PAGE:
Vipera berus

The adder is one of our three native snake species, most often found on heaths, moors and coastal areas. However, its secretive nature and camouflaged markings mean it often goes unnoticed. Whilst it has a large range across the UK, recent declines especially in central England, mean it is of major conservation concern. The adder is the UK’s only venomous snake. Though potentially serious, adder bites to humans or dogs are very rarely fatal. There are only around ten recorded cases of death from adder bite in the last 100 years, and most bites occur when the snake has been disturbed or deliberately antagonised.

Where to find them

The adder is the most northerly member of the viper family and is found throughout Britain, from the south coast of England to the far north of Scotland. In Scandinavia its range even extends into the Arctic Circle. It is not found in Ireland. Adders like open habitats such as heathland, moorland, open woodland and sea cliffs, typically on free-draining soils such as chalk or sand. In most of their range adders rarely enter gardens.


The adder is easily recognised by a dark, continuous 'zig-zag' stripe along its back. There is also a row of dark spots along each side. The background colour varies from grey-white in the male to shades of brown or copper in the female. Young adders are copper, light brown or reddish, with darker brown markings. Completely black adders occur in some areas. Adders can grow to around 60cm in length and have rather a stocky appearance.


Mating takes place in April/May and female adders incubate their eggs internally, rather than laying shelled eggs (which the grass snake does). Adders give birth to around 6 to 20 live young in August or September. Adders feed largely on small rodents and lizards. They hibernate from around October to February, depending on local conditions. Adders typically live to 5-10 years. Their main predators include birds such as crows and buzzards.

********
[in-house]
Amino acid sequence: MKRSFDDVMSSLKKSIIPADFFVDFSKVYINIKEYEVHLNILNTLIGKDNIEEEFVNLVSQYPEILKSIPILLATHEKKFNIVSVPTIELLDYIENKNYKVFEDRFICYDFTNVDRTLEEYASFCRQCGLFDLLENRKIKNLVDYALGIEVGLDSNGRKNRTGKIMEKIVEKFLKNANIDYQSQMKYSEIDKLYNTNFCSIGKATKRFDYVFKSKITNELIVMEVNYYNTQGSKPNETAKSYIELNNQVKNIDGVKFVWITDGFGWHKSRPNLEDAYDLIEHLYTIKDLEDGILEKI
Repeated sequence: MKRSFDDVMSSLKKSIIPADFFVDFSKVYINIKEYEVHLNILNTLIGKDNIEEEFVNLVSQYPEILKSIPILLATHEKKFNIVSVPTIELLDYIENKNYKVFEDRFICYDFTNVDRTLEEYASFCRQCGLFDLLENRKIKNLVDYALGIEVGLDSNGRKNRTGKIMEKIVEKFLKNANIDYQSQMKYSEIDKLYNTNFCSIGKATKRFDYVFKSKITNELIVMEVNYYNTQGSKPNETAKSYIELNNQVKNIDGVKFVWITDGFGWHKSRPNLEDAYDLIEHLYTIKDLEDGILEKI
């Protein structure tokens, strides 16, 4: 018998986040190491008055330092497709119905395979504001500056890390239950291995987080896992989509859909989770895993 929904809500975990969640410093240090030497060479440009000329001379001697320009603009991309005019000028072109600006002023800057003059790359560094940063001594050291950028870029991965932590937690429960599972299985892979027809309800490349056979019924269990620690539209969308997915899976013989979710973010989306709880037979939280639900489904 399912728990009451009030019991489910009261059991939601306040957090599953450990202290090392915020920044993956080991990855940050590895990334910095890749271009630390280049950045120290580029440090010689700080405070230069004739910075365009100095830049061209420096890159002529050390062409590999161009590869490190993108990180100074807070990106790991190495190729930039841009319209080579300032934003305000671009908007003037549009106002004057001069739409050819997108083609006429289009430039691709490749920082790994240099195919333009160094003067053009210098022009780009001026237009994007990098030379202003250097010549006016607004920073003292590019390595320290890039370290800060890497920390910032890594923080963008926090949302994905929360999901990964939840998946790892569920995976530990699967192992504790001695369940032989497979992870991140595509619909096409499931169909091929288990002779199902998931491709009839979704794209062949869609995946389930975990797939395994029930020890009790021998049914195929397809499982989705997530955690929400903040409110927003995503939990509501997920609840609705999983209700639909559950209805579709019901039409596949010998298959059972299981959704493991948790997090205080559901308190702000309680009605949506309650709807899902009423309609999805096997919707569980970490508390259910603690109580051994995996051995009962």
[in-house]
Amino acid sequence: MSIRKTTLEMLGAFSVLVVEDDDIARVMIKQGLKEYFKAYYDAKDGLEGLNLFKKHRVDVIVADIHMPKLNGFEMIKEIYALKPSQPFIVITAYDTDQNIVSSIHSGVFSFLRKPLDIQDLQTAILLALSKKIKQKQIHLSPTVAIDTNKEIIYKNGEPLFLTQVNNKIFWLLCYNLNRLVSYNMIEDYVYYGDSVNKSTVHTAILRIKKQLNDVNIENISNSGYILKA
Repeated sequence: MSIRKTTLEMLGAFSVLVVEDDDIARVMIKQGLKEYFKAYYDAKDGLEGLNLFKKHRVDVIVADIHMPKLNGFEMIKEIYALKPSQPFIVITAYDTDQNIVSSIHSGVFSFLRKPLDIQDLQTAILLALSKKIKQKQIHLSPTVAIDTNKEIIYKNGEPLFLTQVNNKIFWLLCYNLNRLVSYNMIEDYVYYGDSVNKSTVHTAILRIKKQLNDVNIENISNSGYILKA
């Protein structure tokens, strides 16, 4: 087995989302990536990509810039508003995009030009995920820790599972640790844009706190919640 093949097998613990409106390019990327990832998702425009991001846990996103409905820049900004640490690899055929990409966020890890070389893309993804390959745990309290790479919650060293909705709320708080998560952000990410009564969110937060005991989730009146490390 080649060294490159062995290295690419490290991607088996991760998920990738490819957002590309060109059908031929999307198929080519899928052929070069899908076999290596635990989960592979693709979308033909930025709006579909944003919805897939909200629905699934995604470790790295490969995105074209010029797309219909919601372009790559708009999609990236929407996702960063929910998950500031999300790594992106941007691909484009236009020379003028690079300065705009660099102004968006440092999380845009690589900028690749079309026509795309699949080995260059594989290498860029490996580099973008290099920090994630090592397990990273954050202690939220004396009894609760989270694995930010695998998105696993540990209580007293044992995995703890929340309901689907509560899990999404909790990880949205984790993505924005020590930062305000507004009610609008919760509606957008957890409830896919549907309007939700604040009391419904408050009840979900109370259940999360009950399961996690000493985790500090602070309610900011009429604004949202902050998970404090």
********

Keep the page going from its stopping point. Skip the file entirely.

Adders are protected by law in Great Britain. It is illegal to intentionally kill or injure adders, or to trade in them.

Download our Adder leaflet:


ARC’s adder conservation work

ARC supports adder conservation in a number of ways. Adders live on many of our nature reserves, and we are undertaking survey and habitat management to conserve these populations. At some of our reserves we are trialling a programme of mapping adder hibernation areas, to help ensure these critical areas are looked after. We work with a wide range of other landowners to promote adder-friendly habitat management. 

To see an overview of ARC's conservation work, take a look at our Saving Species pages. 

Read more about the ARC Adder Status Report 2012

Free adder photo library

ARC is now offering free online access to a selection of beautiful high resolution adder photos, as part of our efforts to try and protect the welfare of this species by reducing disturbance. We encourage their use for educational or creative projects which portray snakes in a positive light. Find out more about the Free Adder Photo Library.

Photo Gallery